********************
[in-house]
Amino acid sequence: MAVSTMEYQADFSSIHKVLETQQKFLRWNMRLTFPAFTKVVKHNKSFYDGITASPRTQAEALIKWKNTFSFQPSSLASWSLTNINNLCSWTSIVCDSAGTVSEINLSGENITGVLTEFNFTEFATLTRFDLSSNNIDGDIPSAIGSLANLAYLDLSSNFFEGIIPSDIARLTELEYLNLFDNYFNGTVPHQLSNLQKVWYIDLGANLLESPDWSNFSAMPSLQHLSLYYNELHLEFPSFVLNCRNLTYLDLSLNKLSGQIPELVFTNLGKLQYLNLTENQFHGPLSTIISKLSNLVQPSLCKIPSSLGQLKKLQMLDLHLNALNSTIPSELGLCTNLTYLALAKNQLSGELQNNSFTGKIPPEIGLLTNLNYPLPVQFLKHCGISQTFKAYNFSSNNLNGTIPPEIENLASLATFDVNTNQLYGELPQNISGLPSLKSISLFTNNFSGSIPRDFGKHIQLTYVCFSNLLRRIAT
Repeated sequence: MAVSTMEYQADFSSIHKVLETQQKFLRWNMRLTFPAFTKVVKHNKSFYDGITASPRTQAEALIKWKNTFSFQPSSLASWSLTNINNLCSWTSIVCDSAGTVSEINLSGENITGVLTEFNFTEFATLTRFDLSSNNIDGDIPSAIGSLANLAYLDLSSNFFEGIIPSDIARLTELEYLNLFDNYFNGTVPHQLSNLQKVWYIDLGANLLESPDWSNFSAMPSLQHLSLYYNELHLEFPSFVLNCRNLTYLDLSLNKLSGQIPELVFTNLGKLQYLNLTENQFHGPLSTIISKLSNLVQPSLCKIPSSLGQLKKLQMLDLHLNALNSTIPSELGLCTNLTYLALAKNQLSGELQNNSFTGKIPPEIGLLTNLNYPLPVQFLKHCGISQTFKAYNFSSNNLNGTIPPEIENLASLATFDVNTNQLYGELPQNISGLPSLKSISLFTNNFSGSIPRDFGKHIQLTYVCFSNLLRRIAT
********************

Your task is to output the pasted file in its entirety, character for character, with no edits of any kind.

[in-house]
Amino acid sequence: MAVSTMEYQADFSSIHKVLETQQKFLRWNMRLTFPAFTKVVKHNKSFYDGITASPRTQAEALIKWKNTFSFQPSSLASWSLTNINNLCSWTSIVCDSAGTVSEINLSGENITGVLTEFNFTEFATLTRFDLSSNNIDGDIPSAIGSLANLAYLDLSSNFFEGIIPSDIARLTELEYLNLFDNYFNGTVPHQLSNLQKVWYIDLGANLLESPDWSNFSAMPSLQHLSLYYNELHLEFPSFVLNCRNLTYLDLSLNKLSGQIPELVFTNLGKLQYLNLTENQFHGPLSTIISKLSNLVQPSLCKIPSSLGQLKKLQMLDLHLNALNSTIPSELGLCTNLTYLALAKNQLSGELQNNSFTGKIPPEIGLLTNLNYPLPVQFLKHCGISQTFKAYNFSSNNLNGTIPPEIENLASLATFDVNTNQLYGELPQNISGLPSLKSISLFTNNFSGSIPRDFGKHIQLTYVCFSNLLRRIAT
Repeated sequence: MAVSTMEYQADFSSIHKVLETQQKFLRWNMRLTFPAFTKVVKHNKSFYDGITASPRTQAEALIKWKNTFSFQPSSLASWSLTNINNLCSWTSIVCDSAGTVSEINLSGENITGVLTEFNFTEFATLTRFDLSSNNIDGDIPSAIGSLANLAYLDLSSNFFEGIIPSDIARLTELEYLNLFDNYFNGTVPHQLSNLQKVWYIDLGANLLESPDWSNFSAMPSLQHLSLYYNELHLEFPSFVLNCRNLTYLDLSLNKLSGQIPELVFTNLGKLQYLNLTENQFHGPLSTIISKLSNLVQPSLCKIPSSLGQLKKLQMLDLHLNALNSTIPSELGLCTNLTYLALAKNQLSGELQNNSFTGKIPPEIGLLTNLNYPLPVQFLKHCGISQTFKAYNFSSNNLNGTIPPEIENLASLATFDVNTNQLYGELPQNISGLPSLKSISLFTNNFSGSIPRDFGKHIQLTYVCFSNLLRRIAT